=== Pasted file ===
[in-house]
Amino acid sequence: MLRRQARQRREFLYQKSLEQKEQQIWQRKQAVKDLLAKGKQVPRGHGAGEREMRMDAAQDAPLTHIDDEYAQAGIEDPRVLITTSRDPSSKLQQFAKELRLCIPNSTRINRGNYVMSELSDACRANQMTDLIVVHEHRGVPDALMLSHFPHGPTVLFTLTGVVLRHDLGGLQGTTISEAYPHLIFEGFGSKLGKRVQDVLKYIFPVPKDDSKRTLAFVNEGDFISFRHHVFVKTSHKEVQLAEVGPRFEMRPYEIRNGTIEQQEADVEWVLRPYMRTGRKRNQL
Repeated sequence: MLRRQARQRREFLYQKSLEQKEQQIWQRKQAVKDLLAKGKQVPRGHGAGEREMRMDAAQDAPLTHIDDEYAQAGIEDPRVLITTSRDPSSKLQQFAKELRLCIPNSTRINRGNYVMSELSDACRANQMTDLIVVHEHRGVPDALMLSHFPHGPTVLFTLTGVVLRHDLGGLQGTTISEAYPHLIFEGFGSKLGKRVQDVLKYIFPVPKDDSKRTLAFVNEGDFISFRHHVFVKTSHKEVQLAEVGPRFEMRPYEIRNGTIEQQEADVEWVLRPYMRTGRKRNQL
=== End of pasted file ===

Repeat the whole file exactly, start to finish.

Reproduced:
[in-house]
Amino acid sequence: MLRRQARQRREFLYQKSLEQKEQQIWQRKQAVKDLLAKGKQVPRGHGAGEREMRMDAAQDAPLTHIDDEYAQAGIEDPRVLITTSRDPSSKLQQFAKELRLCIPNSTRINRGNYVMSELSDACRANQMTDLIVVHEHRGVPDALMLSHFPHGPTVLFTLTGVVLRHDLGGLQGTTISEAYPHLIFEGFGSKLGKRVQDVLKYIFPVPKDDSKRTLAFVNEGDFISFRHHVFVKTSHKEVQLAEVGPRFEMRPYEIRNGTIEQQEADVEWVLRPYMRTGRKRNQL
Repeated sequence: MLRRQARQRREFLYQKSLEQKEQQIWQRKQAVKDLLAKGKQVPRGHGAGEREMRMDAAQDAPLTHIDDEYAQAGIEDPRVLITTSRDPSSKLQQFAKELRLCIPNSTRINRGNYVMSELSDACRANQMTDLIVVHEHRGVPDALMLSHFPHGPTVLFTLTGVVLRHDLGGLQGTTISEAYPHLIFEGFGSKLGKRVQDVLKYIFPVPKDDSKRTLAFVNEGDFISFRHHVFVKTSHKEVQLAEVGPRFEMRPYEIRNGTIEQQEADVEWVLRPYMRTGRKRNQL